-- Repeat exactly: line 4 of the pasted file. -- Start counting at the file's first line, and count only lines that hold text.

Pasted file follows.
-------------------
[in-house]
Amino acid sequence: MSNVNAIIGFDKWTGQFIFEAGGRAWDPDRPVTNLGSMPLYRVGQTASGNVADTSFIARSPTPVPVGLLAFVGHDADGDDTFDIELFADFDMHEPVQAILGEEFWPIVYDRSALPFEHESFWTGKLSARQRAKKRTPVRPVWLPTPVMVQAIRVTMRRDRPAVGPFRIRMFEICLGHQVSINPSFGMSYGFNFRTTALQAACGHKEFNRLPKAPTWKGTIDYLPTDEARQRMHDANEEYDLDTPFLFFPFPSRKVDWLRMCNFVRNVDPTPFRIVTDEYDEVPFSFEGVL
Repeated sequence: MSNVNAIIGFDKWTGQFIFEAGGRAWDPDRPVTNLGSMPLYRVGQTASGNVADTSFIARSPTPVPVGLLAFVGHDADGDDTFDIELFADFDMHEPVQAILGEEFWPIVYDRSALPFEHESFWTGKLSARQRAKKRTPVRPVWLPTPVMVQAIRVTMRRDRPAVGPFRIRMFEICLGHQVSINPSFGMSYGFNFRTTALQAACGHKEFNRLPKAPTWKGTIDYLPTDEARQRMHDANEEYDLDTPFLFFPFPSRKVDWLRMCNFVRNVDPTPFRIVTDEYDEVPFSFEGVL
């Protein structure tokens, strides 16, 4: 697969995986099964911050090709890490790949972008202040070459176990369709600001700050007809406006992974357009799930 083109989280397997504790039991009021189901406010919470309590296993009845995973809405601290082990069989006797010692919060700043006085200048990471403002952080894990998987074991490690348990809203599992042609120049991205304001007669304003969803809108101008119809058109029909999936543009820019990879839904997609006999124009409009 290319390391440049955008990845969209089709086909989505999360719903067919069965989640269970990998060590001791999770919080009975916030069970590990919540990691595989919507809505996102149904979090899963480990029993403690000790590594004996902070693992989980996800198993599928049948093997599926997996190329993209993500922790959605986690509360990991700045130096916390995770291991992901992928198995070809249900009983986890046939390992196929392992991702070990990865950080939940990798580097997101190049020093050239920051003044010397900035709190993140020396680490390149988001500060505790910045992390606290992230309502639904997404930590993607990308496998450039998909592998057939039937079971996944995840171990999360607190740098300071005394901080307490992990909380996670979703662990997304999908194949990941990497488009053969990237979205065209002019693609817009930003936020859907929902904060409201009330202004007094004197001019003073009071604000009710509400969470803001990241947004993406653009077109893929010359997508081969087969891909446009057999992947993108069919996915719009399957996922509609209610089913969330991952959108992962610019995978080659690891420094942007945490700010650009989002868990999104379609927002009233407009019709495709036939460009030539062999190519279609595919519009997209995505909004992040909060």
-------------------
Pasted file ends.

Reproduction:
């Protein structure tokens, strides 16, 4: 697969995986099964911050090709890490790949972008202040070459176990369709600001700050007809406006992974357009799930 083109989280397997504790039991009021189901406010919470309590296993009845995973809405601290082990069989006797010692919060700043006085200048990471403002952080894990998987074991490690348990809203599992042609120049991205304001007669304003969803809108101008119809058109029909999936543009820019990879839904997609006999124009409009 290319390391440049955008990845969209089709086909989505999360719903067919069965989640269970990998060590001791999770919080009975916030069970590990919540990691595989919507809505996102149904979090899963480990029993403690000790590594004996902070693992989980996800198993599928049948093997599926997996190329993209993500922790959605986690509360990991700045130096916390995770291991992901992928198995070809249900009983986890046939390992196929392992991702070990990865950080939940990798580097997101190049020093050239920051003044010397900035709190993140020396680490390149988001500060505790910045992390606290992230309502639904997404930590993607990308496998450039998909592998057939039937079971996944995840171990999360607190740098300071005394901080307490992990909380996670979703662990997304999908194949990941990497488009053969990237979205065209002019693609817009930003936020859907929902904060409201009330202004007094004197001019003073009071604000009710509400969470803001990241947004993406653009077109893929010359997508081969087969891909446009057999992947993108069919996915719009399957996922509609209610089913969330991952959108992962610019995978080659690891420094942007945490700010650009989002868990999104379609927002009233407009019709495709036939460009030539062999190519279609595919519009997209995505909004992040909060």